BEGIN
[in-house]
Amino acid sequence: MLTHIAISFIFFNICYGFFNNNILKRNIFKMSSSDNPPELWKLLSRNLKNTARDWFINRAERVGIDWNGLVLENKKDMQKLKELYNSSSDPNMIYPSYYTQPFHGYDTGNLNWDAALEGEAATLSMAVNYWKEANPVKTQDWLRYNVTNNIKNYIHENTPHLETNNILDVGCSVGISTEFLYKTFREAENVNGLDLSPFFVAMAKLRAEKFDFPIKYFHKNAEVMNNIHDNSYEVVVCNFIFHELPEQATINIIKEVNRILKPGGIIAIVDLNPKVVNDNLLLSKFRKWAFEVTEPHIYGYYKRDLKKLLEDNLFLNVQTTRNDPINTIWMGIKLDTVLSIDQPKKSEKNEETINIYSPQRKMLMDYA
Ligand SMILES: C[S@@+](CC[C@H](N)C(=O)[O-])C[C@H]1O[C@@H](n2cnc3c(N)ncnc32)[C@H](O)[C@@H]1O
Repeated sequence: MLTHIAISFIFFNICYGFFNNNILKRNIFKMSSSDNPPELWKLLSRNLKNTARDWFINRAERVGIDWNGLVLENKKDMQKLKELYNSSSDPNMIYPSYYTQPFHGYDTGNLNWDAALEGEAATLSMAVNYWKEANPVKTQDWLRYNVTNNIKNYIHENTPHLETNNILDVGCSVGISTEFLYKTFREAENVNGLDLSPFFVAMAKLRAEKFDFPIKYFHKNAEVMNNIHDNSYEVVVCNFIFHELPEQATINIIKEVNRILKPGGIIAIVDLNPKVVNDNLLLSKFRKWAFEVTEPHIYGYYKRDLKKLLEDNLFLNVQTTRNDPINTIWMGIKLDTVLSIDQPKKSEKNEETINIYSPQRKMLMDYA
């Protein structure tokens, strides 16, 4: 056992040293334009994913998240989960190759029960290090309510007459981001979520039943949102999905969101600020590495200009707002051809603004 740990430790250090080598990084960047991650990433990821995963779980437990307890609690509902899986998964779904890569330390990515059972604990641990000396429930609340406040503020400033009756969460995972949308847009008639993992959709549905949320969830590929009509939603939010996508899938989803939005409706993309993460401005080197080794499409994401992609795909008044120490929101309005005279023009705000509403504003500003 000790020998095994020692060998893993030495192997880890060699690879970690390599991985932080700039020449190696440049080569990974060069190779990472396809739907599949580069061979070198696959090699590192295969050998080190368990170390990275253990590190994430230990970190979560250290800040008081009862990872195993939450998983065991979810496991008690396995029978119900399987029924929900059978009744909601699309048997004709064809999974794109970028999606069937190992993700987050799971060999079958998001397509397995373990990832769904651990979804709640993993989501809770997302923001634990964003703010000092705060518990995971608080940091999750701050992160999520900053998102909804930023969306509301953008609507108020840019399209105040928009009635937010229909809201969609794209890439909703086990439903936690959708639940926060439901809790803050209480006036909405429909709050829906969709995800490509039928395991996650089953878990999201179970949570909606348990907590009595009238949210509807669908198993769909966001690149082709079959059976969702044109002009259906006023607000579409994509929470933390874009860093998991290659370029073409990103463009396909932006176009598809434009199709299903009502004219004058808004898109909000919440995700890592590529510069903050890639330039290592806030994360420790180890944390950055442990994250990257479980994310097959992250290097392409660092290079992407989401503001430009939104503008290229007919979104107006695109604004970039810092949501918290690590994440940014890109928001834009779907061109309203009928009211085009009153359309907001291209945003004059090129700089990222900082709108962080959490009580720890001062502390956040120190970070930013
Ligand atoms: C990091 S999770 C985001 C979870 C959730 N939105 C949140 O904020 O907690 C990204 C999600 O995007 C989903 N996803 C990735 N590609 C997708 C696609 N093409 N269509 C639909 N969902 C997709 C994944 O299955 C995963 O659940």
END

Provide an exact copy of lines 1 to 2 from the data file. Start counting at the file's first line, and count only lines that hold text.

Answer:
[in-house]
Amino acid sequence: MLTHIAISFIFFNICYGFFNNNILKRNIFKMSSSDNPPELWKLLSRNLKNTARDWFINRAERVGIDWNGLVLENKKDMQKLKELYNSSSDPNMIYPSYYTQPFHGYDTGNLNWDAALEGEAATLSMAVNYWKEANPVKTQDWLRYNVTNNIKNYIHENTPHLETNNILDVGCSVGISTEFLYKTFREAENVNGLDLSPFFVAMAKLRAEKFDFPIKYFHKNAEVMNNIHDNSYEVVVCNFIFHELPEQATINIIKEVNRILKPGGIIAIVDLNPKVVNDNLLLSKFRKWAFEVTEPHIYGYYKRDLKKLLEDNLFLNVQTTRNDPINTIWMGIKLDTVLSIDQPKKSEKNEETINIYSPQRKMLMDYA